NEW YORK: Wall Street shares went into a tailspin on Tuesday following steep declines in global markets, with the main blue-chip Dow Jones index plunging 400 points or 3.17 % at the final bell.
The Dow Jones Industrial Average tumbled 416.02 points (3.29 %) to close at 12,216.24 after plummeting as many as 540 points moments earlier in a highly volatile session marking the worst day on Wall Street since 2001.
The main blue-chip index appeared to plunge some 250 points in a matter of minutes in late afternoon deals.
Analysts attributed the move to computerized programme trades, but a Dow Jones spokeswoman said later that a systems glitch caused a delay in market data making the drop appear more abrupt.
Sybille Reitz, spokesman for Dow Jones indexes, said the delay started around 2:00 pm (1900 GMT) because of “extraordinarily heavy trading volume.”
This caused a delay in the Dow Jones data systems and as a result “the calculation of the Dow temporarily lagged behind the market’s decline,” she said.
“And after we identified that delay we switched over to the backup system. And the result of that was the rapid catchup of the value of the Dow” at around 3:00 pm.
“That’s why we saw an immediate drop rather than a drop in 15 or 20 minutes,” she noted.
The tech-heavy Nasdaq composite sank 96.65 points (3.86 %) to 2,407.87 and the broad-market Standard and Poor’s 500 index lost 50.33 points (3.47 %) to finish at 1,399.04.
The sharp slide came amid a tumble in global markets including an 8.8 % drop in Shanghai’s main index as fears about an economic slowdown in the United States and the end of the Chinese economic bubble triggered a global wave of selling.
Analysts at Briefing.com called the action “one of the worst days for stocks in recent memory.”
“The sell-off in China continues to have a profound effect on stocks across the board, since the largest unwinding in the Shanghai Composite Index since 1997 leaves investors questioning the sustainability of stock gains everywhere,” the analysts said in a note to clients.
Asia was dragged down by a dive in the Shanghai stock market, Wall Street slumped, and the main European indices showed falls of between two and three % on average at the close.
Metal and mining stocks were particularly hard hit because of concerns about demand from China, which has been the driving force behind record prices for raw materials in recent years.
Comments from former Federal Reserve chairman Alan Greenspan and rising tension about Iran’s nuclear program also served to undermine investor confidence.
Greenspan had warned on Monday that the US economy had been expanding since 2001 and that there were signs that the current economic cycle was coming to an end.
Eugene Peroni at Claymore Securities said there was “a mild panic, maybe a climactic event,” that triggered the sharp market declines.
Peroni said however that the US selloff may have brought the long-awaited “correction” to Wall Street, which observers say is often needed to take some of the speculative fervour out of the market.
“I think this will be beneficial for the long term,” he said.
“But I don’t think it will be a one-day wonder. It will continue over the short run and there will be some aftertremors. There will be a period through the end of March where we may see a saw-tooth pattern to the market.”
Dow Jones & Co. said its computers were responsible for the sudden drop in the Dow Jones Industrial Average about an hour before the close of trading today because they failed to keep up with stock trades. The New York Stock Exchange and Nasdaq Stock Market Inc. also reported problems.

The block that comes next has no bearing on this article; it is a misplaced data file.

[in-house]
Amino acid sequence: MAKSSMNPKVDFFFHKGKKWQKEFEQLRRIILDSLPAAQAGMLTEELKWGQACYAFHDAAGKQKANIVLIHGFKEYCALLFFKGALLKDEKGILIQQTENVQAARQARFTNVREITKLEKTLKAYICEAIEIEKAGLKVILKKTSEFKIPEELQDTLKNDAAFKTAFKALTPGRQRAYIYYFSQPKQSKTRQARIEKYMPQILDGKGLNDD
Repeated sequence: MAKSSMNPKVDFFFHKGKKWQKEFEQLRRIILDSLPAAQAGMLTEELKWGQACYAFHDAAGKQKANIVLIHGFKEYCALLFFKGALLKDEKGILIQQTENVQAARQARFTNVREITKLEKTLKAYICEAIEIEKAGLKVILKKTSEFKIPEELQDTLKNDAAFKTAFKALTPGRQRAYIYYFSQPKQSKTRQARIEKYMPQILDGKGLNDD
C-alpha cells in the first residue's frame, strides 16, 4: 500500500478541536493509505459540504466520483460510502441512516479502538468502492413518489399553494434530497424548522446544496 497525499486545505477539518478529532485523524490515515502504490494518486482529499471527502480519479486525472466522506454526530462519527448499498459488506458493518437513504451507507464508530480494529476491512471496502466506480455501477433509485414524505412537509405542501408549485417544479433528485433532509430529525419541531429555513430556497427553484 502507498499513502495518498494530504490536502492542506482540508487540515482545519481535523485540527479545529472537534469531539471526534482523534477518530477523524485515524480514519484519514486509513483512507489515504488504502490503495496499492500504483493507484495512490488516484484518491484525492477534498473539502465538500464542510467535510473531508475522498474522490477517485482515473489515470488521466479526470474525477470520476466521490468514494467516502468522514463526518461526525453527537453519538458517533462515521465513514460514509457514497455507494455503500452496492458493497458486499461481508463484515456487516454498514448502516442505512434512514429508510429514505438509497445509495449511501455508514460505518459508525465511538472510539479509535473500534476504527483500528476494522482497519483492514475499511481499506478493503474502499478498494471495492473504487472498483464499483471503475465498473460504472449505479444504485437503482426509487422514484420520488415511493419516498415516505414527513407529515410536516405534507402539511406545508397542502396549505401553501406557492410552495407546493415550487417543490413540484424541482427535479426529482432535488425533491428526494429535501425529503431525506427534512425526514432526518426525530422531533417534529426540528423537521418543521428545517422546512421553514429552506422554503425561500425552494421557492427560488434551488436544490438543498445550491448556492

The Dow average plummeted 178 points in a single minute just before 3 p.m. New York time. That’s when Dow Jones switched to a another data server, which instantly calculated the effect of trades done earlier in the day Dow Jones spokeswoman Sybille Reitz said.
“The extraordinary heavy trading volume caused a delay in our Dow Jones Industrial Average data,” Reitz said. “As we identified the problem we switched over to a backup system and the result was a rapid catch up in the public value for the Dow.”
Stocks lurched lower after the sudden drop, driving the Dow average down as much as 546.2 points, or 4.3 %, and leading the market to its biggest single-day rout since the Sept. 11 terrorist attacks. The malfunction in the oldest, most established benchmark for U.S. stock prices shows how a technical fault can worsen a market decline.
“I don’t think it would have been as bad had there not been some technology issues,” said Kenneth Polcari, a managing director at ICAP Plc’s equities unit who has traded at the New York Stock Exchange for more than 25 years “The technology issues created some anxiety, which exacerbated the market’s move.”
NYSE, Nasdaq Delays
The New York Stock Exchange and rival Nasdaq were less specific about the nature of difficulties they incurred.
“Toward the end of the trading today, we experienced intermittent delays and we are assessing the situation,” NYSE spokesman Eric Ryan said.
Nasdaq sent an alert to traders at 2:56 p.m. reporting slow responses to stock orders sent to the NYSE. Less than an hour later, Nasdaq, which last year combined three trading systems into one, reported delays in distributing some market data, according a notice on its Web site.
“Our systems performed well in the face of the first major volume day for our single-book trading platform,” Nasdaq spokeswoman Bethany Sherman said.
Rob Harrington, head of cash equities trading at UBS AG in Stamford, Connecticut, said he couldn’t understand why prices seemed to be falling so fast.
“My first response was, ‘Is that an error? Did someone hit the wrong button?”’ Harrington said.